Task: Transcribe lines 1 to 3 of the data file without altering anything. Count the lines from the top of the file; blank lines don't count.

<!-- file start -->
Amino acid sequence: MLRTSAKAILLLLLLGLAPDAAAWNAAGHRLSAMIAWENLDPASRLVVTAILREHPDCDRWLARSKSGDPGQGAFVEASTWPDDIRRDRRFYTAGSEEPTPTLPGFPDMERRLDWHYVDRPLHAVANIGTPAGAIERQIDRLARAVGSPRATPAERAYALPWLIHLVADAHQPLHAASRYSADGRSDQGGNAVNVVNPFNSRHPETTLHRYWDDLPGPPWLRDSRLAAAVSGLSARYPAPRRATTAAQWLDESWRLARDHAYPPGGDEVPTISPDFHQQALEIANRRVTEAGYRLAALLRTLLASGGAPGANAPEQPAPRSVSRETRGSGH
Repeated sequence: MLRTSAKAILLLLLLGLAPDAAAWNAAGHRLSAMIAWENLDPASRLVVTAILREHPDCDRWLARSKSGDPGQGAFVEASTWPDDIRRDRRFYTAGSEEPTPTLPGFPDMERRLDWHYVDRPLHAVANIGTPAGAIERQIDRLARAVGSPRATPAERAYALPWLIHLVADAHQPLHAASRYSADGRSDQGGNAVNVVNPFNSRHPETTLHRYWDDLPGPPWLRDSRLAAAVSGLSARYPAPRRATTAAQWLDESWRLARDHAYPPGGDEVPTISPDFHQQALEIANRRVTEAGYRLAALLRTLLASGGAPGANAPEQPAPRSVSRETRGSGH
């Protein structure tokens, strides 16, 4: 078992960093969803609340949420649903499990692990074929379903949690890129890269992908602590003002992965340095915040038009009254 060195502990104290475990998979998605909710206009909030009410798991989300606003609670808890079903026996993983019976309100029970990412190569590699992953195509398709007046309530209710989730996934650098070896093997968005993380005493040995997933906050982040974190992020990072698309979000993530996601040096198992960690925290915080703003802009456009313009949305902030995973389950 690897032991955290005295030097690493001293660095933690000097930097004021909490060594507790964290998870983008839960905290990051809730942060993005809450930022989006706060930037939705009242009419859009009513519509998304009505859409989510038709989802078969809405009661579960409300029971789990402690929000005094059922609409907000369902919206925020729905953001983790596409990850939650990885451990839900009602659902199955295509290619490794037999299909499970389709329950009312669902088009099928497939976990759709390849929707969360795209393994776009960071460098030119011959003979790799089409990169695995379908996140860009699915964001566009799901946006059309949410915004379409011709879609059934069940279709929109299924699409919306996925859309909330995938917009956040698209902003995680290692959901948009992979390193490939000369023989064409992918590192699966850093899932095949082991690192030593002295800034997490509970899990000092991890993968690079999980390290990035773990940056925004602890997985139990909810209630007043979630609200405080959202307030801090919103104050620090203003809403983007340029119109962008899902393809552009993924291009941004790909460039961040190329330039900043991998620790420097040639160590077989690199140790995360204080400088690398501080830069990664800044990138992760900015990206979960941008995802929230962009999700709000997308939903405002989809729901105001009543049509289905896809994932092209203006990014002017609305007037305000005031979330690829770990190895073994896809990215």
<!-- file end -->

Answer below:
Amino acid sequence: MLRTSAKAILLLLLLGLAPDAAAWNAAGHRLSAMIAWENLDPASRLVVTAILREHPDCDRWLARSKSGDPGQGAFVEASTWPDDIRRDRRFYTAGSEEPTPTLPGFPDMERRLDWHYVDRPLHAVANIGTPAGAIERQIDRLARAVGSPRATPAERAYALPWLIHLVADAHQPLHAASRYSADGRSDQGGNAVNVVNPFNSRHPETTLHRYWDDLPGPPWLRDSRLAAAVSGLSARYPAPRRATTAAQWLDESWRLARDHAYPPGGDEVPTISPDFHQQALEIANRRVTEAGYRLAALLRTLLASGGAPGANAPEQPAPRSVSRETRGSGH
Repeated sequence: MLRTSAKAILLLLLLGLAPDAAAWNAAGHRLSAMIAWENLDPASRLVVTAILREHPDCDRWLARSKSGDPGQGAFVEASTWPDDIRRDRRFYTAGSEEPTPTLPGFPDMERRLDWHYVDRPLHAVANIGTPAGAIERQIDRLARAVGSPRATPAERAYALPWLIHLVADAHQPLHAASRYSADGRSDQGGNAVNVVNPFNSRHPETTLHRYWDDLPGPPWLRDSRLAAAVSGLSARYPAPRRATTAAQWLDESWRLARDHAYPPGGDEVPTISPDFHQQALEIANRRVTEAGYRLAALLRTLLASGGAPGANAPEQPAPRSVSRETRGSGH
């Protein structure tokens, strides 16, 4: 078992960093969803609340949420649903499990692990074929379903949690890129890269992908602590003002992965340095915040038009009254 060195502990104290475990998979998605909710206009909030009410798991989300606003609670808890079903026996993983019976309100029970990412190569590699992953195509398709007046309530209710989730996934650098070896093997968005993380005493040995997933906050982040974190992020990072698309979000993530996601040096198992960690925290915080703003802009456009313009949305902030995973389950 690897032991955290005295030097690493001293660095933690000097930097004021909490060594507790964290998870983008839960905290990051809730942060993005809450930022989006706060930037939705009242009419859009009513519509998304009505859409989510038709989802078969809405009661579960409300029971789990402690929000005094059922609409907000369902919206925020729905953001983790596409990850939650990885451990839900009602659902199955295509290619490794037999299909499970389709329950009312669902088009099928497939976990759709390849929707969360795209393994776009960071460098030119011959003979790799089409990169695995379908996140860009699915964001566009799901946006059309949410915004379409011709879609059934069940279709929109299924699409919306996925859309909330995938917009956040698209902003995680290692959901948009992979390193490939000369023989064409992918590192699966850093899932095949082991690192030593002295800034997490509970899990000092991890993968690079999980390290990035773990940056925004602890997985139990909810209630007043979630609200405080959202307030801090919103104050620090203003809403983007340029119109962008899902393809552009993924291009941004790909460039961040190329330039900043991998620790420097040639160590077989690199140790995360204080400088690398501080830069990664800044990138992760900015990206979960941008995802929230962009999700709000997308939903405002989809729901105001009543049509289905896809994932092209203006990014002017609305007037305000005031979330690829770990190895073994896809990215």